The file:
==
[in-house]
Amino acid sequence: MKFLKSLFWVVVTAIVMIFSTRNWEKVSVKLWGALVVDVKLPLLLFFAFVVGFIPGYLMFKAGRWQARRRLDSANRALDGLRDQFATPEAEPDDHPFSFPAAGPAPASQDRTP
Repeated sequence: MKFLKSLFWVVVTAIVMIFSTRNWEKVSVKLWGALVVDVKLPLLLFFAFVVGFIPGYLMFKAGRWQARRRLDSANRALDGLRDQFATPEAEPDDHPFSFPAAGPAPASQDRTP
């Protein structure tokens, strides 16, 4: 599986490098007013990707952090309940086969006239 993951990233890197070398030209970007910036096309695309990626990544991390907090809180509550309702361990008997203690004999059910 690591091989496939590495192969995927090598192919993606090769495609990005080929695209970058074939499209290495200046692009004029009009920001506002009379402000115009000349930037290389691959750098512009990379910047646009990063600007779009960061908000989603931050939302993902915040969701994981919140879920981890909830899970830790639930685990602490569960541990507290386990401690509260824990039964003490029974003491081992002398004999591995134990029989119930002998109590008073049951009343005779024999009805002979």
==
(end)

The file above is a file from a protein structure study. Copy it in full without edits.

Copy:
[in-house]
Amino acid sequence: MKFLKSLFWVVVTAIVMIFSTRNWEKVSVKLWGALVVDVKLPLLLFFAFVVGFIPGYLMFKAGRWQARRRLDSANRALDGLRDQFATPEAEPDDHPFSFPAAGPAPASQDRTP
Repeated sequence: MKFLKSLFWVVVTAIVMIFSTRNWEKVSVKLWGALVVDVKLPLLLFFAFVVGFIPGYLMFKAGRWQARRRLDSANRALDGLRDQFATPEAEPDDHPFSFPAAGPAPASQDRTP
């Protein structure tokens, strides 16, 4: 599986490098007013990707952090309940086969006239 993951990233890197070398030209970007910036096309695309990626990544991390907090809180509550309702361990008997203690004999059910 690591091989496939590495192969995927090598192919993606090769495609990005080929695209970058074939499209290495200046692009004029009009920001506002009379402000115009000349930037290389691959750098512009990379910047646009990063600007779009960061908000989603931050939302993902915040969701994981919140879920981890909830899970830790639930685990602490569960541990507290386990401690509260824990039964003490029974003491081992002398004999591995134990029989119930002998109590008073049951009343005779024999009805002979």